8/26/19 REUTERS LEGAL 11:04:19
Copyright (c) 2019 Thomson Reuters
August 26, 2019
IPR deadline applies even if complaint was defective, says PTO Barbara Grzincic (Reuters) – The one-year clock for challenging a competitor’s patent under the America Invents Act starts to run when the challenger is served with a lawsuit for infringement, even if that lawsuit suffers from a fatal defect, a three-judge review panel held Friday.
The decision by the Precedential Opinion Panel of the U.S. Patent Trial and Appeal Board is a loss for action-camera maker GoPro Inc, which had convinced the PTAB that its September 2018 petition for review was timely even though rival 360Heros Inc had first sued it for infringement in August 2016.
The PTAB ruled in June that 360Heros’ 2016 complaint was a “nullity” because it had been dismissed for lack of standing, and therefore the clock did not start to run until 360Heros filed a new lawsuit in September 2017.
The Precedential Opinion Panel reversed the PTAB’s institution decision in an opinion written by U.S. Patent and Trademark Office Director Andrei Iancu, Commissioner for Patents Andrew Hirshfeld and Chief Administrative Patent Judge Scott Boalick.
In passing the America Invents Act, Congress specified that the one-year limit to file a petition for inter partes review would run from “service of the complaint,” not a “proper” complaint, Boalick wrote for the unanimous panel.
“(S)ervice of a pleading asserting a claim alleging infringement triggers the one-year time period …, even where the serving party lacks standing to sue or where the pleading is otherwise deficient,” the panel concluded.
Michael Kintner, CEO and founder of New York-based 360Heros (now doing business as 360RIZE) applauded the decision on Friday.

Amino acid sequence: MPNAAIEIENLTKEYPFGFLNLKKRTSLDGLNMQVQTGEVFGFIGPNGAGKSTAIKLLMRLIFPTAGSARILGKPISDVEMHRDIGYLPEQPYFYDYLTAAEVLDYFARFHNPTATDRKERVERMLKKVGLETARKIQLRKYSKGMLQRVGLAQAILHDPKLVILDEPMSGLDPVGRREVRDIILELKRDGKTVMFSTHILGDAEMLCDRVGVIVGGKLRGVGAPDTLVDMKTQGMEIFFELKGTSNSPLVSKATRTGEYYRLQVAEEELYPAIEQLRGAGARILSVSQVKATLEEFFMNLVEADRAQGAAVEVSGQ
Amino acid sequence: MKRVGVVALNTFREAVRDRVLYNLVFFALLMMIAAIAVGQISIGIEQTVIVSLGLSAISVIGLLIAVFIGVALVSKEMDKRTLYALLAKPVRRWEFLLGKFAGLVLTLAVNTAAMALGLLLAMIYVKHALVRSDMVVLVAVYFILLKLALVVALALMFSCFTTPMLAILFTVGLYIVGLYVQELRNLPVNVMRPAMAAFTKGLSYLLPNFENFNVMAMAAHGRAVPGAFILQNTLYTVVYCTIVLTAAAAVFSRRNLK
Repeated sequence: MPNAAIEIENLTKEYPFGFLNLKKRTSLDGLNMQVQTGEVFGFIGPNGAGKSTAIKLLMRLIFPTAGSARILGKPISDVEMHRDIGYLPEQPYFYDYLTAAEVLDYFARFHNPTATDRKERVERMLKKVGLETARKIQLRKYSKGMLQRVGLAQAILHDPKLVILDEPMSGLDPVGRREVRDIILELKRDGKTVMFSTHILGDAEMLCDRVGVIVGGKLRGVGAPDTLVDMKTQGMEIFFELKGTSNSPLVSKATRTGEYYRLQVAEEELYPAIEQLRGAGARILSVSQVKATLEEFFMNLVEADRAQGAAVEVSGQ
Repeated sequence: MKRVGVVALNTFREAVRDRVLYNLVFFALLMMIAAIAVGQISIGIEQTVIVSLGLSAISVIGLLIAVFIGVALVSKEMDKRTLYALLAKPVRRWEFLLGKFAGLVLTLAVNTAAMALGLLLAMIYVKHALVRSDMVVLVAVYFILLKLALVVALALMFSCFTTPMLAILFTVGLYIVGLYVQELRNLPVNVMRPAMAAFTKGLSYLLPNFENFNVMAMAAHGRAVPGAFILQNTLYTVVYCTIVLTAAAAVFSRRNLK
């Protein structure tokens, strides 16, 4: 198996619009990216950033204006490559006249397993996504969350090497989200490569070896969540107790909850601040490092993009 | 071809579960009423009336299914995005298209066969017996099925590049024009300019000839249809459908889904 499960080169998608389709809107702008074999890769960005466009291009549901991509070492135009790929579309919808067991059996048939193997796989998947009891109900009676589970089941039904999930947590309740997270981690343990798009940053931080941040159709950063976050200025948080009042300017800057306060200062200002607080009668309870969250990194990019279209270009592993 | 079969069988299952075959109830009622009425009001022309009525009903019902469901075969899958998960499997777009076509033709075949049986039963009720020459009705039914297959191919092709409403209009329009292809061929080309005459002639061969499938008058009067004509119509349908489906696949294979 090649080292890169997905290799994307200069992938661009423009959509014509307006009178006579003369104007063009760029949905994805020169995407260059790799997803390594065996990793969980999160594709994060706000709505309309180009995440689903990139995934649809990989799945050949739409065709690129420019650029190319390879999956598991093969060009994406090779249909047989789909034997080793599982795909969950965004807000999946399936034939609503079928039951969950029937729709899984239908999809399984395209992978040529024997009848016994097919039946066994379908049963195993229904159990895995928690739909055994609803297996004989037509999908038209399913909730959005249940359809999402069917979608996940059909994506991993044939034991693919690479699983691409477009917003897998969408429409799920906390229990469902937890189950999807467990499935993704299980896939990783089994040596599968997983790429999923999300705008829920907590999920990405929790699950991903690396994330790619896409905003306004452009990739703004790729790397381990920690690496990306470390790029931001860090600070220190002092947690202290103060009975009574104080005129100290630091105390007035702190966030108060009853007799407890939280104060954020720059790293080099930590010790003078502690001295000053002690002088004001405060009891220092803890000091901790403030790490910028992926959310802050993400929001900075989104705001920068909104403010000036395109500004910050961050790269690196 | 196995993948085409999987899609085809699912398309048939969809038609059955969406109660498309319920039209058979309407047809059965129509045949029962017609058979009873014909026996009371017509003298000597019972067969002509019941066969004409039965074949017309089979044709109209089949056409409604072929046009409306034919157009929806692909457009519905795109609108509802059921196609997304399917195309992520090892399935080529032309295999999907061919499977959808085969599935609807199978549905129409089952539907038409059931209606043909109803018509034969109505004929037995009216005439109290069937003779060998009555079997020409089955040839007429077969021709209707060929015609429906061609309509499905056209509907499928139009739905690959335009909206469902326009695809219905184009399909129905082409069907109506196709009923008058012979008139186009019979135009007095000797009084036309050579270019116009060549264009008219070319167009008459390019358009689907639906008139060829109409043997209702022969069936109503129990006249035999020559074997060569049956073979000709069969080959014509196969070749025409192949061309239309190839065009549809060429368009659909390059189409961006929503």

“It’s promising for all the inventors to see that the new leadership at the USPTO is willing to investigate its own panel rulings and right a wrong!” Kintner said in a statement issued through an attorney, William Spence.
GoPro’s attorney, James Isbester of Kilpatrick Townsend & Stockton, declined to comment.
California-based GoPro initially sued 360Heros in federal court in San Francisco in 2016, claiming the “360Abyss,” an underwater camera mount, infringed a subsidiary’s trademark on “Abyss.” 360Heros answered and served its counterclaim for patent infringement that August.
However, at the time, Kintner still owned the patent. The judge dismissed the counterclaim and the parties settled the rest of the lawsuit in May 2018.
Meanwhile, Kintner had formally transferred the patent to his company, which then filed the suit for infringement in U.S. District Court in Delaware. That action has been stayed pending the outcome of GoPro’s petition for inter partes review.
Friday’s decision dismissing the petition relied heavily on an August 2018 decision of the U.S. Court of Appeals for the Federal Circuit, but went a step beyond it.
The Federal Circuit, in Click-to-Call v. Ingenio, had ruled that the time limit on filing a petition for inter partes review was “plain and unambiguous,” and started when the petitioner was served with a lawsuit even if the plaintiff later dismissed the action. However, the Federal Circuit has never decided whether the result would be the same if the complaint itself were defective.
The Precedential Opinion Panel nevertheless held that Click-to-Call was dispositive.
“(G)iven this clear articulation of ‘served with a complaint,’ we see no gap in the statute’s language to fill or ambiguity to resolve,” the panel concluded.
The case is GoPro Inc v. 360Heros Inc, U.S. Patent Trial Appeal Board, No. IPR 2018-01754.
For GoPro: James Isbester of Kilpatrick Townsend & Stockton
For 360Heros: Robert Greenspoon of Flachsbart & Greenspoon, Clifford Kraft
—- Index References —-
Company: GOPRO INC; KILPATRICK TOWNSEND AND STOCKTON LLP
News Subject: (Information Technology Crime (1IN42); Intellectual Property (1IN75); Judicial Cases & Rulings (1JU36); Legal (1LE33); Patents (1PA79); Trademarks (1TR15))
Industry: (Security (1SE29))
Other Indexing: (360Heros Inc; Patents Andrew Hirshfeld) (Keith William Spence; Keith William Spence; Scott Boalick; James Isbester; Clifford Kraft; Andrei Iancu; Michael Kintner; Robert Greenspoon)
Keywords: ip; fedlit (OCC:OLRTXT); (N2:US)Keywords:
Word Count: 598